Audits can be classified in two broad ways according to: -

 a) Terms of engagements i.e. nature of work done

b) Method of approach of work done.

a) Terms of engagement-nature of work done.

Statutory audits

These are carried out as per the requirements of the various statutes e.g. the Companies Act cap 486 requires that all public limited companies must have their financial statements subjected to an independent audit. The objectives of the audit are to express an opinion as to whether the balance sheet and the profit and loss account show a true and fair view. The rights and duties of the auditor are laid out in the Companies Act or the relevant statute. The powers of appointment of the auditor are vested on the shareholders.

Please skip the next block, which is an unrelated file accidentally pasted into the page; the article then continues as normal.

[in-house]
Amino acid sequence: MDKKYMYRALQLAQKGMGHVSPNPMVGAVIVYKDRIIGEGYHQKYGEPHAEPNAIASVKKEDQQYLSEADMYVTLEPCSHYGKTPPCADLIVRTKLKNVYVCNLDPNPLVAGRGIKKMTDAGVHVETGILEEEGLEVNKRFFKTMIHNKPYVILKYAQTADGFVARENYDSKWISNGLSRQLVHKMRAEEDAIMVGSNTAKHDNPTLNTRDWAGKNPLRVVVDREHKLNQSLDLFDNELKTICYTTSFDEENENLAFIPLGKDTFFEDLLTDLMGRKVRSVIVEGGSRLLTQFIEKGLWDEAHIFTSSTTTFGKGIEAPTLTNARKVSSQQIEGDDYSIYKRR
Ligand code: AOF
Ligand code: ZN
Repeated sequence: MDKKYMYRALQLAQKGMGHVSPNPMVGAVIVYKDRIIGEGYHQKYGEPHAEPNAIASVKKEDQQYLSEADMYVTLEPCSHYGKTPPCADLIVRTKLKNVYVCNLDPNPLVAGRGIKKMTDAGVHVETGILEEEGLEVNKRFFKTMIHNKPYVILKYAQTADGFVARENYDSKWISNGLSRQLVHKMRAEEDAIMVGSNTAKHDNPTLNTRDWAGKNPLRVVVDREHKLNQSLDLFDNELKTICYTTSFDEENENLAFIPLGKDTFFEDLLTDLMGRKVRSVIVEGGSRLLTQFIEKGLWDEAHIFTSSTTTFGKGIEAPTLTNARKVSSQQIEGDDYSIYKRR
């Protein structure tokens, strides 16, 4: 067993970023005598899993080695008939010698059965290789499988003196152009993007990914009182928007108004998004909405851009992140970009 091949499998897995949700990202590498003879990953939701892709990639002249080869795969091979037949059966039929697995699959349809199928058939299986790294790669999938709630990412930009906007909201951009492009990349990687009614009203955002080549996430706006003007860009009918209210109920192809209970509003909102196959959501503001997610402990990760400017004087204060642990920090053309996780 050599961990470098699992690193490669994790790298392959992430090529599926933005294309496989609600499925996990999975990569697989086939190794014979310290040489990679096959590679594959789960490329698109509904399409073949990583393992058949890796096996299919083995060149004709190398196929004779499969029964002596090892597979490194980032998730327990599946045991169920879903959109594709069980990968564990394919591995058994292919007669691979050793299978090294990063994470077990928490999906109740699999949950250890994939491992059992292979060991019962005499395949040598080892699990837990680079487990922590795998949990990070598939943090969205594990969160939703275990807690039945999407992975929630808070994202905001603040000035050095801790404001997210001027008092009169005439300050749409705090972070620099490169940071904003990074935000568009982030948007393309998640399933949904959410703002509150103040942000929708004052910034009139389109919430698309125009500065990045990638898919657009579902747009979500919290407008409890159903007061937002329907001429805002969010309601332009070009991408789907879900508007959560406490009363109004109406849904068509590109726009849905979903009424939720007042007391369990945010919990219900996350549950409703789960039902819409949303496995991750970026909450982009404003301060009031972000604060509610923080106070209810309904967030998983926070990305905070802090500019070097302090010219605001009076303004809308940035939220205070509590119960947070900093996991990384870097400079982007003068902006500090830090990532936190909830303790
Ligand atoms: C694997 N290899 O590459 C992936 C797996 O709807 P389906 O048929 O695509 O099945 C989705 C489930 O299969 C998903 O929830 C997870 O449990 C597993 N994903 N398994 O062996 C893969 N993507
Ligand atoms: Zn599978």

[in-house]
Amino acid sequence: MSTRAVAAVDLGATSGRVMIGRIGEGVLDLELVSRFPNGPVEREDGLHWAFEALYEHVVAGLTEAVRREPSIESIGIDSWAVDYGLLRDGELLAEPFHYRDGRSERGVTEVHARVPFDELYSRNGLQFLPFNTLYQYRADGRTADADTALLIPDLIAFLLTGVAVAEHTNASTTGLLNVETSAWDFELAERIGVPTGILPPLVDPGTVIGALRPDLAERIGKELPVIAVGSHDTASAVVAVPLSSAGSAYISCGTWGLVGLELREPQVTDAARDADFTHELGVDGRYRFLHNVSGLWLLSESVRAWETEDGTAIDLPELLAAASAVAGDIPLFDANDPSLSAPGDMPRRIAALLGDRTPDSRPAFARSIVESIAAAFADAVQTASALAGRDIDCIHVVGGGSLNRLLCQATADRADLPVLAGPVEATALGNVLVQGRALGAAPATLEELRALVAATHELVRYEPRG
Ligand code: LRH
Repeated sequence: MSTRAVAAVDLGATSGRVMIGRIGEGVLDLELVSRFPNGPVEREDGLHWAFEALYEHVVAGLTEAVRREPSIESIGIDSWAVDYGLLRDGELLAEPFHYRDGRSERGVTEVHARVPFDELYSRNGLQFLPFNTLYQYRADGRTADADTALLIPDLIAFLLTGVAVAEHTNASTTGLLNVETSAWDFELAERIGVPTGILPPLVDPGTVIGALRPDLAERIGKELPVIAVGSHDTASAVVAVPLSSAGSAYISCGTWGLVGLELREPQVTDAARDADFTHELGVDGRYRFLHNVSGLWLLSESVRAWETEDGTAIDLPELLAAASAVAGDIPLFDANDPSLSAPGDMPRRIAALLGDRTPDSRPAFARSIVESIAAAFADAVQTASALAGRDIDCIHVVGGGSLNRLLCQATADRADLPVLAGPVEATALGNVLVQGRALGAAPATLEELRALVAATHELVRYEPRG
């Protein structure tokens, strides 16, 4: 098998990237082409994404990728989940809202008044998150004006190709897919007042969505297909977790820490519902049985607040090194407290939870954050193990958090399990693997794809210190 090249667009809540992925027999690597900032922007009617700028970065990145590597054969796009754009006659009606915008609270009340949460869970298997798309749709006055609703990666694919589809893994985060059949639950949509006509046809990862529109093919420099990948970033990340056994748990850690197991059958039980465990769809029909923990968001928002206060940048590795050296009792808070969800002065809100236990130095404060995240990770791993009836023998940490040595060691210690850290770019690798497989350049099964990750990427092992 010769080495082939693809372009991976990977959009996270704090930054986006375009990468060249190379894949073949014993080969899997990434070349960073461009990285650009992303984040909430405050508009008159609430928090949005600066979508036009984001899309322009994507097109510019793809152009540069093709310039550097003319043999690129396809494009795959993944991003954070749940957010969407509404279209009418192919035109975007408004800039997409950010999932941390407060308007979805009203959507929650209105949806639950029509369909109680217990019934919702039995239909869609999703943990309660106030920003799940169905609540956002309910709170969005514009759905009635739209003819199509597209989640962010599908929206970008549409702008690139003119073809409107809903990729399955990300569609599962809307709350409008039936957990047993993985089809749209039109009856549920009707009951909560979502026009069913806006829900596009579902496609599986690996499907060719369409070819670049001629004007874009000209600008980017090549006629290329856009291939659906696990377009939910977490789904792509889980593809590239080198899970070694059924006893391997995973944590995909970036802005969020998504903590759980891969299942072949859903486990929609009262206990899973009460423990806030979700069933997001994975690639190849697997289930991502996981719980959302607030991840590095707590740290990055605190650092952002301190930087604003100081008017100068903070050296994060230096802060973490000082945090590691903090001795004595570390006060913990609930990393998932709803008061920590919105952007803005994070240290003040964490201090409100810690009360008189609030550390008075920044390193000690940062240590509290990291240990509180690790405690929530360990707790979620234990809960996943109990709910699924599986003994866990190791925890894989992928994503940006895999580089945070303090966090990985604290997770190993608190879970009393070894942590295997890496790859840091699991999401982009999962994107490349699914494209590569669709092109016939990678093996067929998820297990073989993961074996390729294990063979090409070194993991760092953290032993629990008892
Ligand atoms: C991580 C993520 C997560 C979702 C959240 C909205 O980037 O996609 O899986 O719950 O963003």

Private audits

These are audits that are not governed by the Act. These are performed by an independent auditor because the owners, members or other interested parties require them and not because the law requires them to be carried out. Private audits are carried out for organisations such as NGOs, partnerships, clubs and charities among others. The appointment of the auditor is usually carried out as a private contract between the auditor and the relevant stakeholder. The scope and objective of the work is determined by the agreed terms between the auditor and the client. The auditors’ rights and duties are also laid out in the contract.